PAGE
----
Drew Goddard and Joss Whedon give us perhaps the most post-modern horror movie ever made, as a group of five friends on a weekend retreat to the titular shack to find themselves caught up in basically every horror movie ever made. From a secret control centre, a team of scientists and technicians are observing. What’s their story? That would be telling. A great cast, including Kristen Connolly, Chris Hemsworth, Bradley Whitford and Richard Jenkins, some bold plot swerves, and truly impressive effects make this one essential.
Pirates of the Caribbean director Gore Verbinski sends ambitious corporate functionary Dane DeHaan to retrieve his boss from a mysterious health spa in the Swiss Alps, and that’s probably the last we’ll see of him. Maybe half an hour too long, this is nonetheless a fun, exquisitely mounted remix of the first act of Dracula and any given David Cronenberg body horror, with added eels.
Lawyer Laura Linney defends priest Tom Wilkinson when the latter is tried for homicide after the eponymous Emily Rose (Jennifer Carpenter) dies during an attempted exorcism. Loosely based on a true story, this is part courtroom drama, part meditation on faith, part straight-up creepy. It stands as one of the best exorcism-themed movies since…you know, that one.
This 2008 remake takes elements from the first three Friday the 13th movies and combines them into a fresh take on old Jason Voorhees and his penchant for butchering camp counsellors and assorted babes. Director Marcus Nispel may have a black mark against his name due to the largely unnecessary 2003 remake of The Texas Chainsaw Massacre but he delivers brisk, brutal horror action here, and Derek Mears is a Jason for the ages.
David Gordon Green jettisons years of convoluted continuity to craft a direct sequel to John Carpenter’s seminal 1978 slasher, once again pitting Jamie Lee Curtis’s shell-shocked survivor against unstoppable mass murderer Michael Myers (James Jude Courtney and Nick Kastle), with a full freight of endangered family members and hapless victims in the knifing line. This is the third film to sport the Halloween title, but, much more than Rob Zombie’s ill-conceived remake of a few years back, it comes close to capturing the sheer terrifying power of the original.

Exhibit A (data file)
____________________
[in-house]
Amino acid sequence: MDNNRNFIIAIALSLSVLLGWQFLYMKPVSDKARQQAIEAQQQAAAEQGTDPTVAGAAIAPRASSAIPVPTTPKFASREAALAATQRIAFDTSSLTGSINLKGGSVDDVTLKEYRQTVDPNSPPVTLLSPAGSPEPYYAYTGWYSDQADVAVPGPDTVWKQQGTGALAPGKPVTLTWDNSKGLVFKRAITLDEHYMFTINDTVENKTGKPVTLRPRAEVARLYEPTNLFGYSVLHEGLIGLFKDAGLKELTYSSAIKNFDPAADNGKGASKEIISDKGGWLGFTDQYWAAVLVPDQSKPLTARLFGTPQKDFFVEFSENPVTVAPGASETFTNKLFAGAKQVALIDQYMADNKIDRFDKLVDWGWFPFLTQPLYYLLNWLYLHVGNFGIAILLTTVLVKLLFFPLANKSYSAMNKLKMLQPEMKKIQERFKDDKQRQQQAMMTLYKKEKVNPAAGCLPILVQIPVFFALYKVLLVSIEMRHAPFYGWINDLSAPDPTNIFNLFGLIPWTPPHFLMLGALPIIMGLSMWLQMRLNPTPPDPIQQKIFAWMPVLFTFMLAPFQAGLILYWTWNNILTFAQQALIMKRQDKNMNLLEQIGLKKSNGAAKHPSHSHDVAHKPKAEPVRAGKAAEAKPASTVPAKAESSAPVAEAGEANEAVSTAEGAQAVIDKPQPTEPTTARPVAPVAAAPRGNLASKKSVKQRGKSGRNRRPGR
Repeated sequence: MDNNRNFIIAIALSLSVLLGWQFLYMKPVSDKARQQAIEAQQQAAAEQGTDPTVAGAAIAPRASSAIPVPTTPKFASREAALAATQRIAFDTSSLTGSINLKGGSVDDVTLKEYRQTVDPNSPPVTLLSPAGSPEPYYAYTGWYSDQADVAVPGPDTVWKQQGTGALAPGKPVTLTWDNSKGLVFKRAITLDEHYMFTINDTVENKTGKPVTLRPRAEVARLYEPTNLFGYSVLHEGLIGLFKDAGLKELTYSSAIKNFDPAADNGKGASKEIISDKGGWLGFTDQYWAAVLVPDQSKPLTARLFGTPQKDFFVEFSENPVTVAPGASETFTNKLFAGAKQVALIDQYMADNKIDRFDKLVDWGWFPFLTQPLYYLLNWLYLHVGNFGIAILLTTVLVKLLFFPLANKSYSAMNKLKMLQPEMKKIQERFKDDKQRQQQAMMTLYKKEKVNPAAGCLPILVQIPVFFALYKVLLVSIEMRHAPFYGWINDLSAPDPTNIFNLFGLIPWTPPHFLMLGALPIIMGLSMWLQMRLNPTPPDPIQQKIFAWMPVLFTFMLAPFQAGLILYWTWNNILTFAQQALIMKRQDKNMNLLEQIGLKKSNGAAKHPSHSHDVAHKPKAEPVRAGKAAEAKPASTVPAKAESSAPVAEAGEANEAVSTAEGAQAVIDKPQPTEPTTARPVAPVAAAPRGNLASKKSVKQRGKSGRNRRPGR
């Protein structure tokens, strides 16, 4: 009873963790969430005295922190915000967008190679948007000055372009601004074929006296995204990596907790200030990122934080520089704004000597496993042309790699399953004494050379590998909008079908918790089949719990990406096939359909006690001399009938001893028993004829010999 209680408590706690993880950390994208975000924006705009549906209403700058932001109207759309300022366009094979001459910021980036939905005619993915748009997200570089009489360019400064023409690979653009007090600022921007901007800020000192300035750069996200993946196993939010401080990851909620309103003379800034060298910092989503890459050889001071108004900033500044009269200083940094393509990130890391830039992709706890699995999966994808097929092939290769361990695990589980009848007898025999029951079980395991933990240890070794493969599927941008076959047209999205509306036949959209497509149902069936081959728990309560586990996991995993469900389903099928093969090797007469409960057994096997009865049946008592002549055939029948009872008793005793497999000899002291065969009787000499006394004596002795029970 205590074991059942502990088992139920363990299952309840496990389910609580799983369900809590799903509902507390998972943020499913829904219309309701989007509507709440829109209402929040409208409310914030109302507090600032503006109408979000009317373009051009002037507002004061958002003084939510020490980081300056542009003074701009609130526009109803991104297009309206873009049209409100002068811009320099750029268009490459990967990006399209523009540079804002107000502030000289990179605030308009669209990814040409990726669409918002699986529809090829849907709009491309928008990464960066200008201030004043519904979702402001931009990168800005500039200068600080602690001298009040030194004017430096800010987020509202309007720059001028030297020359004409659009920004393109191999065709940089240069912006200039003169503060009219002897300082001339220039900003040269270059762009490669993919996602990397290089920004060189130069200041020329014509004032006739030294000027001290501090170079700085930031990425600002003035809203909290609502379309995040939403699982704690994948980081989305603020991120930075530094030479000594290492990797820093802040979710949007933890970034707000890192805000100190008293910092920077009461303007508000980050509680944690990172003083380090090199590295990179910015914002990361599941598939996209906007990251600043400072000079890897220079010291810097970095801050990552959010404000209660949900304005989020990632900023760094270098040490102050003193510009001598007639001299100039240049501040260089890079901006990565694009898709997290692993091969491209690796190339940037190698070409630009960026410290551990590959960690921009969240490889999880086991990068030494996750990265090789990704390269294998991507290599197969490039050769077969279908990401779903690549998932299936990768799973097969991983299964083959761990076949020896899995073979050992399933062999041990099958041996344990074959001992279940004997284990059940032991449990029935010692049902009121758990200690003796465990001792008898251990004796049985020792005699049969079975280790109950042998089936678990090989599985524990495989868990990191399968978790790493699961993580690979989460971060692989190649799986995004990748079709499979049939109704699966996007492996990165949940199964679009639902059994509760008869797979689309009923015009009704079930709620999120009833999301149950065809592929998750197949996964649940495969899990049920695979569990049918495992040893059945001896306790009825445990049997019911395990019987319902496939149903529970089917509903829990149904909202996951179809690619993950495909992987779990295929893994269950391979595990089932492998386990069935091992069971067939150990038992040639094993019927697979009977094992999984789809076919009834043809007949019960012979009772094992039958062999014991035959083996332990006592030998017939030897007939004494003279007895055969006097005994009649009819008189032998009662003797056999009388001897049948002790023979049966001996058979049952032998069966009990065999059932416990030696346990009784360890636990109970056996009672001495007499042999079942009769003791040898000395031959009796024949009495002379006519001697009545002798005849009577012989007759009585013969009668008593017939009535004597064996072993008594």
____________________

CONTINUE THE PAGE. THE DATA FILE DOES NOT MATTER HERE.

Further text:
After the world is invaded by monsters who hunt by sound, a married couple (director John Krasinksi and his real life partner Emily Blunt) struggle to keep their two children alive, and dread the imminent birth of their third. One of the big horror hits of recent years, this transcends its gimmicky premise to deliver something genuinely powerful.
The American remake of the cult J-horror classic puts investigative journalist Naomi Watts on the trail of a cursed video cassette that kills anyone who views it. Before he went on to make pirates (briefly) cool again, Gore Verbinski managed the impressive feat of a remake that can stand proudly beside its source material. It even includes a few extra shocks for good measure, such as the infamous ‘horse on a boat’ scene.
Horror gets a new icon in the form of Art the Clown (David Howard Thornton), who rampages through this lean, brutal slasher with evident glee. The plot is thin as gossamer—sinister clown stalks and kills women on Halloween—but the film is nonetheless genuinely confronting and transgressive in its sheer bloody depravity. This one will make you flinch.